The good news is that some of the best treatment approaches are non-invasive and don’t cost a thing. Often, “kegel” exercises, which strengthen the pelvic floor, are very effective for women. Like any form of exercise, the key is to do it consistently over a long period of time to strengthen the muscles that support the bladder. Another simple solution is referred to as “timed voiding,” or bladder training. With this exercise, you train yourself to hold the urine for a specified period of time, then increase the intervals to train the bladder, along with the related muscles and nerves, to hold on until you are actually ready to go. You can work on both of these approaches at any time on your own.
 
There are many good, effective medications, especially for men who may have symptoms of frequency, urgency, and incontinence related to prostate issues. It takes about a month before you’ll know for sure whether or not a particular drug is effective for you, so be patient.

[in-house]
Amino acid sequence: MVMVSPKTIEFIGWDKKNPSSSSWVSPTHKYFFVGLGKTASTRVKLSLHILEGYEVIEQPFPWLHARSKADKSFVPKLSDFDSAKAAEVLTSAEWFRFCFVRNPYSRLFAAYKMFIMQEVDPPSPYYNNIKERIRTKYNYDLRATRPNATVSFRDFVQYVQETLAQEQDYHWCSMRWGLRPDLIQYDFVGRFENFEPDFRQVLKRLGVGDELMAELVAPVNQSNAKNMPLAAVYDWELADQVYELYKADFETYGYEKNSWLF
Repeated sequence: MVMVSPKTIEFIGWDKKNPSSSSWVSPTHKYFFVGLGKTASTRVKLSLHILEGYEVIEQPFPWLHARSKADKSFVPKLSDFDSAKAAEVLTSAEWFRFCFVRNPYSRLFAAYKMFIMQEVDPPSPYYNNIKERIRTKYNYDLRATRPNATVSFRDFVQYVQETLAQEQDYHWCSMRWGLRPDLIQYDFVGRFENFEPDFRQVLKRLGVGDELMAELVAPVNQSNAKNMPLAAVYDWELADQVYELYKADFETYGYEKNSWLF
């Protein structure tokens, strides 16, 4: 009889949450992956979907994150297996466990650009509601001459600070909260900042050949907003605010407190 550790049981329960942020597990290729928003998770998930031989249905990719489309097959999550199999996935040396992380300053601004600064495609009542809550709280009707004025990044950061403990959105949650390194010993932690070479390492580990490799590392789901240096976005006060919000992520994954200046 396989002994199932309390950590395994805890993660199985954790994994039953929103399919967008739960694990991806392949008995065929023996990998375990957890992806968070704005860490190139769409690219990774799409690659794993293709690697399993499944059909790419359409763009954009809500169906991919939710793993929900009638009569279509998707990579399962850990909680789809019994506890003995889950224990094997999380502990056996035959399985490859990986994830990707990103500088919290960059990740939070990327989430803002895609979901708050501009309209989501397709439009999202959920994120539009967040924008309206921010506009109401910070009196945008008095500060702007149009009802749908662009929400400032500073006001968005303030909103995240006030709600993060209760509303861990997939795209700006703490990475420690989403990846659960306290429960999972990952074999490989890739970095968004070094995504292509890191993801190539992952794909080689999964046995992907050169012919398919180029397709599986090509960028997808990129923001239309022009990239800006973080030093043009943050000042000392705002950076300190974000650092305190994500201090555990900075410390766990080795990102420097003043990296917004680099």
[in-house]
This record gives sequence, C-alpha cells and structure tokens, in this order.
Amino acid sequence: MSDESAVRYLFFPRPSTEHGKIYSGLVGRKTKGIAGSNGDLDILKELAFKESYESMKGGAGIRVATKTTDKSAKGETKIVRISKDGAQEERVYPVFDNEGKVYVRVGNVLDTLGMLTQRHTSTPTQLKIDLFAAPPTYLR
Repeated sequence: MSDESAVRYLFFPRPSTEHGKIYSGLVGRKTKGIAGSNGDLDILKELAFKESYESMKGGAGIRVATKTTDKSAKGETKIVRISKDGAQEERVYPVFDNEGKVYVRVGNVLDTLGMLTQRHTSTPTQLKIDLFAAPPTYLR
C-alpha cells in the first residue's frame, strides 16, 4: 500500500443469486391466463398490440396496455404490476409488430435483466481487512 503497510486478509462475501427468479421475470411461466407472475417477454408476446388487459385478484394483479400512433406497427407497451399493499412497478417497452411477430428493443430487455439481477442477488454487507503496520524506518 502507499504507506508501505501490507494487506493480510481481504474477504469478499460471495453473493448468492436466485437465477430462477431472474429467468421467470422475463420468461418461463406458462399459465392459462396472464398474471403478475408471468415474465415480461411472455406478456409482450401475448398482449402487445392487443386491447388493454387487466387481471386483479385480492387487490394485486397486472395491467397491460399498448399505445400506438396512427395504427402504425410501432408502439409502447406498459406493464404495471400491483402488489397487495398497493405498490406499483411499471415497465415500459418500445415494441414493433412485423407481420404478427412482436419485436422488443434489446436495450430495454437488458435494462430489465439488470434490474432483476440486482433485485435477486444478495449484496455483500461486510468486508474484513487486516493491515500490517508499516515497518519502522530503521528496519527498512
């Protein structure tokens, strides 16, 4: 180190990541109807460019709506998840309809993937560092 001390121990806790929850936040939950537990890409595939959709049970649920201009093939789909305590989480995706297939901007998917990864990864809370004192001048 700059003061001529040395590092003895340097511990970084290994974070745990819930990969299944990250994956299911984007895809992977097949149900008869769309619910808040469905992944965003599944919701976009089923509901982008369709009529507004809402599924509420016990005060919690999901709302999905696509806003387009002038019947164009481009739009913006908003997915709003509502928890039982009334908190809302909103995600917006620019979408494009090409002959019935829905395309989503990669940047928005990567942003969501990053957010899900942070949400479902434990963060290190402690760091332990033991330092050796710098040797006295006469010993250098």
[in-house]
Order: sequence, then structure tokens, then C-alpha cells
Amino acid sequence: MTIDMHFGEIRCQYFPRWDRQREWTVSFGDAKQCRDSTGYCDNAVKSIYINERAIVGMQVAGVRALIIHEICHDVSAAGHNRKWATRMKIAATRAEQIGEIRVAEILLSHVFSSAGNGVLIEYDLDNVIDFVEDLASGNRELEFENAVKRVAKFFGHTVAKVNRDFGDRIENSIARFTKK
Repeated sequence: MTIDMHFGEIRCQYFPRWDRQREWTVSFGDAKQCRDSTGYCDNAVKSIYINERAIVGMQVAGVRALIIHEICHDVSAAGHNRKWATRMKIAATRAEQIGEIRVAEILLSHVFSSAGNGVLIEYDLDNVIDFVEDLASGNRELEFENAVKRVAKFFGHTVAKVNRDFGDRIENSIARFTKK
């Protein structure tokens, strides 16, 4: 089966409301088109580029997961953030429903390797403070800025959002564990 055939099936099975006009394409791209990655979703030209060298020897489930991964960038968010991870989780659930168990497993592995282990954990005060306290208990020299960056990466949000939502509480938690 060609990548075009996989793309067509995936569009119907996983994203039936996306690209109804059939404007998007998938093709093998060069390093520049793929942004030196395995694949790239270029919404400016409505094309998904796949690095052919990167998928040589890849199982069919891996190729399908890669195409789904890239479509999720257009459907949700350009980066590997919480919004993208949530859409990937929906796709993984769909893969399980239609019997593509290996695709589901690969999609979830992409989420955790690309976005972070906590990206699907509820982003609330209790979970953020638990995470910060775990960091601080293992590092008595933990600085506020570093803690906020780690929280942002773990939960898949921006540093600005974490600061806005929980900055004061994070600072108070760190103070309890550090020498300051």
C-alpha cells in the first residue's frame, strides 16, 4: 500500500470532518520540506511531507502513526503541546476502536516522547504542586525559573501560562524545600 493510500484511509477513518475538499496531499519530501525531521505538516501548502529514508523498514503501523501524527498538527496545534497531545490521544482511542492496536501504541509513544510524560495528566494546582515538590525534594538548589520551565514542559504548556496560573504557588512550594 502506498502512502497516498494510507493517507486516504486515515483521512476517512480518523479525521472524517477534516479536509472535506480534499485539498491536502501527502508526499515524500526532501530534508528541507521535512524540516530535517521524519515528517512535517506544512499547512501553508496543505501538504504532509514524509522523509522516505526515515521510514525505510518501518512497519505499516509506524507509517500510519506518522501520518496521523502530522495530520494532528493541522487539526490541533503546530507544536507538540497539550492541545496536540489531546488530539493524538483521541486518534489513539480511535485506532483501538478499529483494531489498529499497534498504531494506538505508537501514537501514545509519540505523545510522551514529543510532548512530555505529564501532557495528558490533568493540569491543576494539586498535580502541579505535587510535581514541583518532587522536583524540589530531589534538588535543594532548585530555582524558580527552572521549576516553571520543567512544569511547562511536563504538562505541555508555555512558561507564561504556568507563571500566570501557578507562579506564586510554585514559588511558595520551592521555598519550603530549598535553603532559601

The last mainstay of treatment is surgery, and it’s only effective for certain kinds of incontinence. If you’re wondering whether surgery is an option for you, ask your medical provider. S/he can perform certain tests to determine the root cause of the problem, which will indicate whether you’re a good surgical candidate.
 
Protective undergarments, while they may seem embarrassing, are used by a large number of people. Even if you experience incontinence symptoms infrequently, you may want to try them when you go out in public or on trips just for peace of mind, to make you feel more confident and comfortable.